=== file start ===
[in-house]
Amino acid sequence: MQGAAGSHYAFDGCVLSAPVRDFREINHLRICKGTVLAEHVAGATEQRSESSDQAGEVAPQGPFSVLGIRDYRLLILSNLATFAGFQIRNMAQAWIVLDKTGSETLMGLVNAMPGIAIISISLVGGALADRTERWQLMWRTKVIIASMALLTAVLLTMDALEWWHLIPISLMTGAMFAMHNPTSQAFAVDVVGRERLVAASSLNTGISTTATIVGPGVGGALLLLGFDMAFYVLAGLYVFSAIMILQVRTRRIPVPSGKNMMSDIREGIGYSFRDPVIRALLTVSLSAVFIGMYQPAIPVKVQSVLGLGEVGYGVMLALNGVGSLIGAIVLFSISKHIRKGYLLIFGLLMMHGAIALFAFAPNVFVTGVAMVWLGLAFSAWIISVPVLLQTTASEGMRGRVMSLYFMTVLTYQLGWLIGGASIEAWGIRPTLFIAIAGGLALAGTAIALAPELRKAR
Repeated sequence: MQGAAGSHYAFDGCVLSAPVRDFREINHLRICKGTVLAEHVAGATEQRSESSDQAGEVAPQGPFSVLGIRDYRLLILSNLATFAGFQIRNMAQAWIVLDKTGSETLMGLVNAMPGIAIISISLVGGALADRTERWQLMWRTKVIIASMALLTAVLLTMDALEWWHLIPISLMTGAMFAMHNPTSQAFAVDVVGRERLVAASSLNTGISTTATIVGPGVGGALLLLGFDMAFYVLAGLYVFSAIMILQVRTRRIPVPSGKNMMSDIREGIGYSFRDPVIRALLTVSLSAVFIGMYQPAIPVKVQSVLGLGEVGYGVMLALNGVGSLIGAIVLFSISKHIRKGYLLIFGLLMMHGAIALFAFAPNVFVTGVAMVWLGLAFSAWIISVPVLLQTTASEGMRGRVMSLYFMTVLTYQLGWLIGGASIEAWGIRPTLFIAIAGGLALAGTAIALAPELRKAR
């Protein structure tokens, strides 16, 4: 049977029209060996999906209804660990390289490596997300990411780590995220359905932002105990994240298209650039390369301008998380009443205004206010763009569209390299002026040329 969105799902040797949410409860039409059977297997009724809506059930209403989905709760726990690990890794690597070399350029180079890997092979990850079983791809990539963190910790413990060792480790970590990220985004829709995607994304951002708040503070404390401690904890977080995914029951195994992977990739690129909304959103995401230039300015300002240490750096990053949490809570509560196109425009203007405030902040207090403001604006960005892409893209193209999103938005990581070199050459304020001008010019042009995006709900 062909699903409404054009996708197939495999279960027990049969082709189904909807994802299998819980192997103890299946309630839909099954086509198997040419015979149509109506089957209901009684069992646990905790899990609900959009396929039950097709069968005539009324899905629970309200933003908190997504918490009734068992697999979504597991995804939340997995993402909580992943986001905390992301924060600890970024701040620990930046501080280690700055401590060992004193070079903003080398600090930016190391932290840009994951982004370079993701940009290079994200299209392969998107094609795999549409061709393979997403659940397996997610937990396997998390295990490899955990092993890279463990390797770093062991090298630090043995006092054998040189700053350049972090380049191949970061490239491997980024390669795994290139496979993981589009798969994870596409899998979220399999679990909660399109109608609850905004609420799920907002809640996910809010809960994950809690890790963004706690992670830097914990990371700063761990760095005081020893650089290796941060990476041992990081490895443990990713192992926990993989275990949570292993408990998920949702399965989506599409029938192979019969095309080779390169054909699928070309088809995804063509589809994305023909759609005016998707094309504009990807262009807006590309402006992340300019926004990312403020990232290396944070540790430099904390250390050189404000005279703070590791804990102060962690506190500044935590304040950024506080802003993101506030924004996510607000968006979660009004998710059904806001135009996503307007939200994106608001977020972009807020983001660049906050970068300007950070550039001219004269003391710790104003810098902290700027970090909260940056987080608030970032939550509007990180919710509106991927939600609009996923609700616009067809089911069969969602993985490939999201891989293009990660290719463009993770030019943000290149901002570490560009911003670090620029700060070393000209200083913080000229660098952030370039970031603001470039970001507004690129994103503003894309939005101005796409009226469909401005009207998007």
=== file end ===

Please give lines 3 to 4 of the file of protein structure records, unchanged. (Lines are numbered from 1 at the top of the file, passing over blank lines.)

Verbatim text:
Repeated sequence: MQGAAGSHYAFDGCVLSAPVRDFREINHLRICKGTVLAEHVAGATEQRSESSDQAGEVAPQGPFSVLGIRDYRLLILSNLATFAGFQIRNMAQAWIVLDKTGSETLMGLVNAMPGIAIISISLVGGALADRTERWQLMWRTKVIIASMALLTAVLLTMDALEWWHLIPISLMTGAMFAMHNPTSQAFAVDVVGRERLVAASSLNTGISTTATIVGPGVGGALLLLGFDMAFYVLAGLYVFSAIMILQVRTRRIPVPSGKNMMSDIREGIGYSFRDPVIRALLTVSLSAVFIGMYQPAIPVKVQSVLGLGEVGYGVMLALNGVGSLIGAIVLFSISKHIRKGYLLIFGLLMMHGAIALFAFAPNVFVTGVAMVWLGLAFSAWIISVPVLLQTTASEGMRGRVMSLYFMTVLTYQLGWLIGGASIEAWGIRPTLFIAIAGGLALAGTAIALAPELRKAR
């Protein structure tokens, strides 16, 4: 049977029209060996999906209804660990390289490596997300990411780590995220359905932002105990994240298209650039390369301008998380009443205004206010763009569209390299002026040329 969105799902040797949410409860039409059977297997009724809506059930209403989905709760726990690990890794690597070399350029180079890997092979990850079983791809990539963190910790413990060792480790970590990220985004829709995607994304951002708040503070404390401690904890977080995914029951195994992977990739690129909304959103995401230039300015300002240490750096990053949490809570509560196109425009203007405030902040207090403001604006960005892409893209193209999103938005990581070199050459304020001008010019042009995006709900 062909699903409404054009996708197939495999279960027990049969082709189904909807994802299998819980192997103890299946309630839909099954086509198997040419015979149509109506089957209901009684069992646990905790899990609900959009396929039950097709069968005539009324899905629970309200933003908190997504918490009734068992697999979504597991995804939340997995993402909580992943986001905390992301924060600890970024701040620990930046501080280690700055401590060992004193070079903003080398600090930016190391932290840009994951982004370079993701940009290079994200299209392969998107094609795999549409061709393979997403659940397996997610937990396997998390295990490899955990092993890279463990390797770093062991090298630090043995006092054998040189700053350049972090380049191949970061490239491997980024390669795994290139496979993981589009798969994870596409899998979220399999679990909660399109109608609850905004609420799920907002809640996910809010809960994950809690890790963004706690992670830097914990990371700063761990760095005081020893650089290796941060990476041992990081490895443990990713192992926990993989275990949570292993408990998920949702399965989506599409029938192979019969095309080779390169054909699928070309088809995804063509589809994305023909759609005016998707094309504009990807262009807006590309402006992340300019926004990312403020990232290396944070540790430099904390250390050189404000005279703070590791804990102060962690506190500044935590304040950024506080802003993101506030924004996510607000968006979660009004998710059904806001135009996503307007939200994106608001977020972009807020983001660049906050970068300007950070550039001219004269003391710790104003810098902290700027970090909260940056987080608030970032939550509007990180919710509106991927939600609009996923609700616009067809089911069969969602993985490939999201891989293009990660290719463009993770030019943000290149901002570490560009911003670090620029700060070393000209200083913080000229660098952030370039970031603001470039970001507004690129994103503003894309939005101005796409009226469909401005009207998007």